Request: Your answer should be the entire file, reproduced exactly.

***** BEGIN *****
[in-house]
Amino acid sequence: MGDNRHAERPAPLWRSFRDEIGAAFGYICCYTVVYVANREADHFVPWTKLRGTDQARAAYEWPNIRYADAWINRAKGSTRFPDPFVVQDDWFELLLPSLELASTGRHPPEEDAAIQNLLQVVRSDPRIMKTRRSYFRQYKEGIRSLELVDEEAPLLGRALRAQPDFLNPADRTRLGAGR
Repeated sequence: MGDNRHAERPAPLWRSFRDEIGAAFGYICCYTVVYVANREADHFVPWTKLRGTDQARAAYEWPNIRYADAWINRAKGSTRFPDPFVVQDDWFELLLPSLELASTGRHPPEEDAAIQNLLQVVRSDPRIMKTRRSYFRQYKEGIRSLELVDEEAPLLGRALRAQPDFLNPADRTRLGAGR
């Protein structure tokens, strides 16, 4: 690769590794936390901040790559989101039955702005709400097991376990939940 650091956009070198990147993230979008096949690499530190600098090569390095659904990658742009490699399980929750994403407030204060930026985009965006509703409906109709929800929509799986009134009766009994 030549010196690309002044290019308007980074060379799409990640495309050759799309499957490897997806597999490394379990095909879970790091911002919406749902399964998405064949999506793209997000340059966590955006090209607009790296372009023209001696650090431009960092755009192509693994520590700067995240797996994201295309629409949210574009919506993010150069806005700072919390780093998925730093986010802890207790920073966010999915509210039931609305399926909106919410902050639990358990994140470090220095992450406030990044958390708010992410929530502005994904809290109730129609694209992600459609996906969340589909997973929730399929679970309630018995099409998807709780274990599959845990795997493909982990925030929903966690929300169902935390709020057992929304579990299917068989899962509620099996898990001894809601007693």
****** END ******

[in-house]
Amino acid sequence: MGDNRHAERPAPLWRSFRDEIGAAFGYICCYTVVYVANREADHFVPWTKLRGTDQARAAYEWPNIRYADAWINRAKGSTRFPDPFVVQDDWFELLLPSLELASTGRHPPEEDAAIQNLLQVVRSDPRIMKTRRSYFRQYKEGIRSLELVDEEAPLLGRALRAQPDFLNPADRTRLGAGR
Repeated sequence: MGDNRHAERPAPLWRSFRDEIGAAFGYICCYTVVYVANREADHFVPWTKLRGTDQARAAYEWPNIRYADAWINRAKGSTRFPDPFVVQDDWFELLLPSLELASTGRHPPEEDAAIQNLLQVVRSDPRIMKTRRSYFRQYKEGIRSLELVDEEAPLLGRALRAQPDFLNPADRTRLGAGR
């Protein structure tokens, strides 16, 4: 690769590794936390901040790559989101039955702005709400097991376990939940 650091956009070198990147993230979008096949690499530190600098090569390095659904990658742009490699399980929750994403407030204060930026985009965006509703409906109709929800929509799986009134009766009994 030549010196690309002044290019308007980074060379799409990640495309050759799309499957490897997806597999490394379990095909879970790091911002919406749902399964998405064949999506793209997000340059966590955006090209607009790296372009023209001696650090431009960092755009192509693994520590700067995240797996994201295309629409949210574009919506993010150069806005700072919390780093998925730093986010802890207790920073966010999915509210039931609305399926909106919410902050639990358990994140470090220095992450406030990044958390708010992410929530502005994904809290109730129609694209992600459609996906969340589909997973929730399929679970309630018995099409998807709780274990599959845990795997493909982990925030929903966690929300169902935390709020057992929304579990299917068989899962509620099996898990001894809601007693």